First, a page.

For a time, the revolution seemed to work. The UN Economic Commission for Latin America, ECLAC, noted that poverty rates fell from 49.4% to 23.9 percent within five years. Literacy showed a marked improvement while health registered some positive outcomes. Unfortunately, much of the social spending was at the expense of long-term capital investments. Economic growth declined from a peak of 18% in 2009 to a low of 0.5% in 2013 and -18% in 2018. Scarcities became the order of the day. The United States imposed heavy sanctions. Strikes have been the order of the day. Several unsuccessful plots were hashed to overthrow the regime. Hugo Chavez responded by even more draconian and more repressive measures.
Il Commandante died of cancer in March 2013. His protégé and successor Nicolas Maduro has continued on the same revolutionary path, to the chagrin of the United States and the West. Unfortunately, Maduro is no Chavez. A former bus driver whom Chavez made foreign minister, he lacks the former president’s charisma and intelligence. And it was his misfortune to have come to power when global oil prices had collapsed.
The Trump administration recently announced that they recognise opposition leader Juan Guaido as the legitimate president of Venezuela. The EU and several Latin American members of the Lima Group have followed suit. The United States has announced intensification of crippling sanctions; threatening to use military force to effect regime change. The country may be on the verge of civil war.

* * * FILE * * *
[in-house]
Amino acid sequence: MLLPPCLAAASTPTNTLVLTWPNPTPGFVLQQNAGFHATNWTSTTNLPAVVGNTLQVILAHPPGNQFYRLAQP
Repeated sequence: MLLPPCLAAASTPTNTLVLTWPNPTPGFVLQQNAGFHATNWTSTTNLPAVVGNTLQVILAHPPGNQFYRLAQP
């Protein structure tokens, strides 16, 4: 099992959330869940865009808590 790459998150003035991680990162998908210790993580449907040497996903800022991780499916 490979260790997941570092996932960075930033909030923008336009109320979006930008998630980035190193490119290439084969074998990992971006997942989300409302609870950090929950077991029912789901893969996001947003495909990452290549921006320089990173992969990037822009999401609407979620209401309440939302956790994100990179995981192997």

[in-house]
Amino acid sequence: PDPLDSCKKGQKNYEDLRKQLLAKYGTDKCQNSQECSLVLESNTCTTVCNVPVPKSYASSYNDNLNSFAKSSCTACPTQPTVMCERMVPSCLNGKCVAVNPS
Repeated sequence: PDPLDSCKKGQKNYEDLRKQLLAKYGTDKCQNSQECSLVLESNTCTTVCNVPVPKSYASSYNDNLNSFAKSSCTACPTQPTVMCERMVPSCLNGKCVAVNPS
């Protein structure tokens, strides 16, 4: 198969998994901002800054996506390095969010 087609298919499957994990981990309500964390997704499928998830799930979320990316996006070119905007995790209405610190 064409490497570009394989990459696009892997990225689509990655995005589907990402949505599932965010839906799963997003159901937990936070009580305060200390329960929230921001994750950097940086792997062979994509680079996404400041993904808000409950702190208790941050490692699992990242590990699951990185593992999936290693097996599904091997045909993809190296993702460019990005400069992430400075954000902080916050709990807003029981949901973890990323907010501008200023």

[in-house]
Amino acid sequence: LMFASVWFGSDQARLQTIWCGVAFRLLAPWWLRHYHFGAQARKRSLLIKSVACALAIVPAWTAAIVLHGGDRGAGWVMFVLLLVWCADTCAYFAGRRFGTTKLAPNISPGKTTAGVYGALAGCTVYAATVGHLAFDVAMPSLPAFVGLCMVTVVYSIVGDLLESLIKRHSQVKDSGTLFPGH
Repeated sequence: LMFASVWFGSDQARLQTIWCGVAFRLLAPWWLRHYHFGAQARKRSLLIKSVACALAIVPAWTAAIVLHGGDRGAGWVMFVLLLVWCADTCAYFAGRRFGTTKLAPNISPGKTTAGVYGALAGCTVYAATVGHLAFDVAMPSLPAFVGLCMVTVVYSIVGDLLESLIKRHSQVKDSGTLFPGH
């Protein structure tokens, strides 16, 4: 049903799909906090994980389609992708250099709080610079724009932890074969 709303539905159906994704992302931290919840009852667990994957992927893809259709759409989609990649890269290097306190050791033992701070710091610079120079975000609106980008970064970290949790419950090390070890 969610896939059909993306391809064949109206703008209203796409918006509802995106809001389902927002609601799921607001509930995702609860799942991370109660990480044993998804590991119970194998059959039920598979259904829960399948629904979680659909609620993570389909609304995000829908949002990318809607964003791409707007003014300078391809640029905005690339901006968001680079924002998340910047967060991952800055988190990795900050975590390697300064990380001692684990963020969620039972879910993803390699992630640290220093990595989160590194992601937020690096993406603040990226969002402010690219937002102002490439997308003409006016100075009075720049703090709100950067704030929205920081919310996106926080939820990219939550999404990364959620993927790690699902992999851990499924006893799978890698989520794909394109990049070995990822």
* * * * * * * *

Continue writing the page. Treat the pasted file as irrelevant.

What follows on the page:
Venezuela has been reduced to ruins. There are stories of hunger and starvation. More than a million children have dropped out of school. The incidence of poverty has skyrocketed to 82 percent. Some 35% of Venezuelans have been reduced to feeding from dustbins. Basic medicines and even toilet paper are beyond the reach of ordinary citizens. Violent crime, robbery and kidnapping are reaching crisis proportions. More than 3 million citizens have fled the country.
The tragedy that has befallen Venezuela can happen in any country. As a matter of fact, the economic structure of Venezuela is very similar to that of Nigeria. We are also an oil-dependent, rentier petrodollar economy. We also have high levels of poverty and inequality. Venezuela portends several lessons for us.
First, beware of populist demagogues. It is easy for masses of people to be seduced by the rhetoric of populist demagogues. It is even more dangerous if such demagogues are intelligent and charismatic.
Secondly, popular social welfare programmes must never be implemented at the expense of economic fundamentals. Anyone who understands practical economics would tell you that balancing the books within a national accounting framework is key to getting the policies right. Prudence requires that we never spend beyond our means. Keeping control over financial aggregates such as the exchange rate, interest rates and inflation is key to ensuring macroeconomic equilibrium.
Thirdly, we must avoid undue nationalism. A good economic manager must avoid the kind of rhetoric that drives away investors and kills local entrepreneurship. Creating a sound eco-system that attracts capital and talent is critical to ensuring long-term prosperity.
Finally, the rule of law, property rights and social cohesion are central to growth and economic development. There will always be a place for nationalism and patriotism. But restraint with moderation is vital. We must build our national economies with care, diligence and creativity. We must be as wise as serpents and as harmless as doves.